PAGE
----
Scientists can now show how alcohol increases cancer risk by damaging DNA in stem cells. Previous research has looked at the precise ways alcohol causes cancer; however, it has only been done in cell cultures. In this new research, mice have been used to show how alcohol exposure leads to permanent genetic damage.
The study consisted of giving diluted alcohol, chemically known as ethanol, to mice. Then by using chromosome analysis and DNA sequencing, they were able to examine the genetic damage caused by acetaldehyde, the harmful chemical the body produces when processing alcohol.
What was discovered was the acetaldehyde can break and damage the DNA within blood stem cells. This led to the rearranging of chromosomes, which permanently altered the DNA sequences within these cells.
Understanding how the DNA blueprint within stem cells is damaged is important because when healthy stem cells become damaged, they can give rise to cancer. With the new findings, it has helped us to understand how alcohol increases the risk of developing seven different types of cancers, including common types like breast and bowel.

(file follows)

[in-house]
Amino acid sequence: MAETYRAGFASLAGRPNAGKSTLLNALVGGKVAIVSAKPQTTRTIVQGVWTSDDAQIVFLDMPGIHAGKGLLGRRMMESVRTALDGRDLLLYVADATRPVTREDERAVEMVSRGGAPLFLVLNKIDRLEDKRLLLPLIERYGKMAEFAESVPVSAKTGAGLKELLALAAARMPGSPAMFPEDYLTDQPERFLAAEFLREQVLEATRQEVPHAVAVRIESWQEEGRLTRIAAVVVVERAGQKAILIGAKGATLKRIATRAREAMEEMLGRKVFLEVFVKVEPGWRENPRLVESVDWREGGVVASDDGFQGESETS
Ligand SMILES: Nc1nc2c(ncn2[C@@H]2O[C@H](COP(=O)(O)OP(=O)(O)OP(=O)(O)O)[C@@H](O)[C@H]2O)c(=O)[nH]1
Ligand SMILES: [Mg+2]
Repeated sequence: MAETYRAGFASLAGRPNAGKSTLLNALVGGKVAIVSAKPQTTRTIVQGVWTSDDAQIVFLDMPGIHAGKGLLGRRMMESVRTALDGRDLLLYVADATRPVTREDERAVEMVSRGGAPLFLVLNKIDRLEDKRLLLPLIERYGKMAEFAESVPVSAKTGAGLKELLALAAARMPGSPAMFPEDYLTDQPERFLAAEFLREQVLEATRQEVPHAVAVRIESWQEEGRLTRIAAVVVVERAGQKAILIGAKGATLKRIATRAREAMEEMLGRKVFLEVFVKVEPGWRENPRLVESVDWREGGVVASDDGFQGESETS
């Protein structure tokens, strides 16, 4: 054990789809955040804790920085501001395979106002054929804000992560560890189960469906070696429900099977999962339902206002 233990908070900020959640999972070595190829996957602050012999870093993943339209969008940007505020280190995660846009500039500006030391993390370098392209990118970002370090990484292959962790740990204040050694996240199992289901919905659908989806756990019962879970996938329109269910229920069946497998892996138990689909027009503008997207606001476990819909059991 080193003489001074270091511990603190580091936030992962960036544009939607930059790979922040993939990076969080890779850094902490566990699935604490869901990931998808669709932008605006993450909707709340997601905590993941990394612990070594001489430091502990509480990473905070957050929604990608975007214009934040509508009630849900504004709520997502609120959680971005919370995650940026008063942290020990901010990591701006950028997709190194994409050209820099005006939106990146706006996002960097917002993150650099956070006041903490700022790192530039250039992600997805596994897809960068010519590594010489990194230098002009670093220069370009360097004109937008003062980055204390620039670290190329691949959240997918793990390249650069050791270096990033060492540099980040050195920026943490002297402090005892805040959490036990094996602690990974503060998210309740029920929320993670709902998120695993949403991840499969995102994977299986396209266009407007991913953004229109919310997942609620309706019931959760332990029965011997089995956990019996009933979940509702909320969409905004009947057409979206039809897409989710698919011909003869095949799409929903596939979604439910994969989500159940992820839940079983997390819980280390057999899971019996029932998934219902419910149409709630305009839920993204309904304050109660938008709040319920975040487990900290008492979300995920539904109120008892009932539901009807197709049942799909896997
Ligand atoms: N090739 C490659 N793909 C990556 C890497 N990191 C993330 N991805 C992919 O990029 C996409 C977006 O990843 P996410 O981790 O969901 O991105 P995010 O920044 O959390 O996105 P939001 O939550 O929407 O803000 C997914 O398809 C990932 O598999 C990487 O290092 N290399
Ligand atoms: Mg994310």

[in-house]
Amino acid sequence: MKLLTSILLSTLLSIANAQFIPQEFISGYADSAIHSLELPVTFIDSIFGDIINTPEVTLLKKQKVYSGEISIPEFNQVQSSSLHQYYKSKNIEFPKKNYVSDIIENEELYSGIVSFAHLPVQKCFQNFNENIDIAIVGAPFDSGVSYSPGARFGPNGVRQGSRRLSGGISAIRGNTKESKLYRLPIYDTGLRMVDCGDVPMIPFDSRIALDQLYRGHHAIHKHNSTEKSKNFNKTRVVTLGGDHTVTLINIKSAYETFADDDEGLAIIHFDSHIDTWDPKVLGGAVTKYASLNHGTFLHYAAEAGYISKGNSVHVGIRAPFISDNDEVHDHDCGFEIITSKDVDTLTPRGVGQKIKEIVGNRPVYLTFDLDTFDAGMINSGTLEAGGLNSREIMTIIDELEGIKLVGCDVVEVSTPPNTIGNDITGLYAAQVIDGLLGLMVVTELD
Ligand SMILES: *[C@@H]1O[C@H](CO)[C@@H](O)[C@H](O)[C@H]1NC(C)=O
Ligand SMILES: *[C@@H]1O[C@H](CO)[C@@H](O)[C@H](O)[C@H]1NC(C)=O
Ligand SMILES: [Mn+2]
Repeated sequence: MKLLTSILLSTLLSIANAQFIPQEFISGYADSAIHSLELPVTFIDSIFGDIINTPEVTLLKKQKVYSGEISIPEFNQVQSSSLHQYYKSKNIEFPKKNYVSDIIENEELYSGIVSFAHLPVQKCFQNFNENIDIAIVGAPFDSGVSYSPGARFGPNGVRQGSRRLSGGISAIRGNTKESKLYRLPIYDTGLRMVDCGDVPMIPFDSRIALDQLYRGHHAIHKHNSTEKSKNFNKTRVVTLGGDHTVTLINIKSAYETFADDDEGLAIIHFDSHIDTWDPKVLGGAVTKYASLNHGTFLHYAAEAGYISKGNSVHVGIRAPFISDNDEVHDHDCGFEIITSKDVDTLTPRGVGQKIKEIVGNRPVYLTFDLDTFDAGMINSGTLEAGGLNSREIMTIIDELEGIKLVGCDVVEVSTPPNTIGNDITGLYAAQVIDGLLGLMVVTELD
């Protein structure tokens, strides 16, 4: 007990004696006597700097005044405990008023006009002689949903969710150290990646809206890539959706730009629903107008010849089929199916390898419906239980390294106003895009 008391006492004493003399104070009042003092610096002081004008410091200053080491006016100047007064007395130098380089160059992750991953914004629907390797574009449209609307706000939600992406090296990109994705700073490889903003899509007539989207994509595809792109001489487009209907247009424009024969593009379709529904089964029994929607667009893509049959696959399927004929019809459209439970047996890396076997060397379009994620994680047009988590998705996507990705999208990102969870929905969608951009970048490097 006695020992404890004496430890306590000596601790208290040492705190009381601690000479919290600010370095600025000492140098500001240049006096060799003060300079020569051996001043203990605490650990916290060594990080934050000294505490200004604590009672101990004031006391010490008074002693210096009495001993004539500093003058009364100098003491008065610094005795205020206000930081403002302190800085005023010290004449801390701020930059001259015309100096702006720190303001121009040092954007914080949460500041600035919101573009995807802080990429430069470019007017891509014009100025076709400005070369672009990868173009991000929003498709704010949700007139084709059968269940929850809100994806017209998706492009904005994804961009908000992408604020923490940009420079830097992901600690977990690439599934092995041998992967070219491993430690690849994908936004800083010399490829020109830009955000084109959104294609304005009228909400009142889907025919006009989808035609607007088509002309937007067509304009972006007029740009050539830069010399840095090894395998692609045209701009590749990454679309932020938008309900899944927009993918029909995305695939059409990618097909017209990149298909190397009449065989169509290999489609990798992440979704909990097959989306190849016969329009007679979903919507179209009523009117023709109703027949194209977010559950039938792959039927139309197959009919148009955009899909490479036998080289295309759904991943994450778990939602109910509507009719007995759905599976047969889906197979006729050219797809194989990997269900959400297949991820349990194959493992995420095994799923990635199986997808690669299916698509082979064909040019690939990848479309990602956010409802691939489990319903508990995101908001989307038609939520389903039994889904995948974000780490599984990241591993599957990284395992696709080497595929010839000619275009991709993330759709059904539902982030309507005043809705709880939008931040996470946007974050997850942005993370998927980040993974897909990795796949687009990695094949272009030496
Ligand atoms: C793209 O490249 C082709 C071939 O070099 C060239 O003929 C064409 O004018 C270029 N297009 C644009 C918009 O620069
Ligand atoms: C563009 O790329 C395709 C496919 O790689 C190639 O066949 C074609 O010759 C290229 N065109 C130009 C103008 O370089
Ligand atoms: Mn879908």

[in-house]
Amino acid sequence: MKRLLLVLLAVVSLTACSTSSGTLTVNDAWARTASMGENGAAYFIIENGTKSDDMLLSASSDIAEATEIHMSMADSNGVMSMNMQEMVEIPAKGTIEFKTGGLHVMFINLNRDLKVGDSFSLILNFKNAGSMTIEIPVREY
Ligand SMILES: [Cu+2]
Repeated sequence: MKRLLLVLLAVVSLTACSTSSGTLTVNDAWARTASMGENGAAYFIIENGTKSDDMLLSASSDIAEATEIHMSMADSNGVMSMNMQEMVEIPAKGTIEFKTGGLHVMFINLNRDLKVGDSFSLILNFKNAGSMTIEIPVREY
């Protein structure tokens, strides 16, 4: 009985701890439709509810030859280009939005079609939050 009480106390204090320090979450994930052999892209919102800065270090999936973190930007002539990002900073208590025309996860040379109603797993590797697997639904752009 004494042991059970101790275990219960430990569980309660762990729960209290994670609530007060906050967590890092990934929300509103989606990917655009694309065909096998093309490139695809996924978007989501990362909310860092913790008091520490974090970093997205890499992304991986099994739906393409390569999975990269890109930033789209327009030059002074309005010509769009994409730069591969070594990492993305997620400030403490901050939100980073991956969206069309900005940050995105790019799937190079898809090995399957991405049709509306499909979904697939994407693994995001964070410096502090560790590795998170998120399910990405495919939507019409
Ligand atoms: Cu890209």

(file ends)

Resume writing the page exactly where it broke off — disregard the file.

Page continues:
“Some cancers develop due to DNA damage in stem cells. While some damage occurs by chance, our findings suggest that drinking alcohol can increase the risk of this damage.”
How the body tries to protect itself against the damage was also studied. A family of enzymes called aldehyde dehydrogenases (ALDH) were seen to be the first line of defense. They broke down the harmful acetaldehyde into acetate, which our cells can then use as a source of energy.
Worldwide, millions of people either lack these enzymes or carry faulty versions of them. This causes the acetaldehyde to build up. It was found the mice that lacked the critical ALDH enzyme had as much as four times the DNA damage in their cells compared to mice with the enzyme.
During the second line of defense, the cells used a variety of DNA repair systems. In most cases, this allows them to fix and reverse different types of DNA damage. However, this does not always work. Some people carry mutations that may stop their cells from carrying out these repairs effectively.
Professor Patel added:
“Our study highlights that not being able to process alcohol effectively can lead to an even higher risk of alcohol-related DNA damage, and therefore certain cancers.
“But it’s important to remember that alcohol clearance and DNA repair systems are not perfect, and alcohol can still cause cancer in different ways, even in people whose defense mechanisms are intact.”
Professor Linda Bauld, Cancer Research UK’s expert on cancer prevention, said:
“This thought-provoking research highlights the damage alcohol can do to our cells, costing some people more than just a hangover.
“We know that alcohol contributes to over 12,000 cancer cases in the UK each year, so it’s a good idea to think about cutting down on the amount you drink.”
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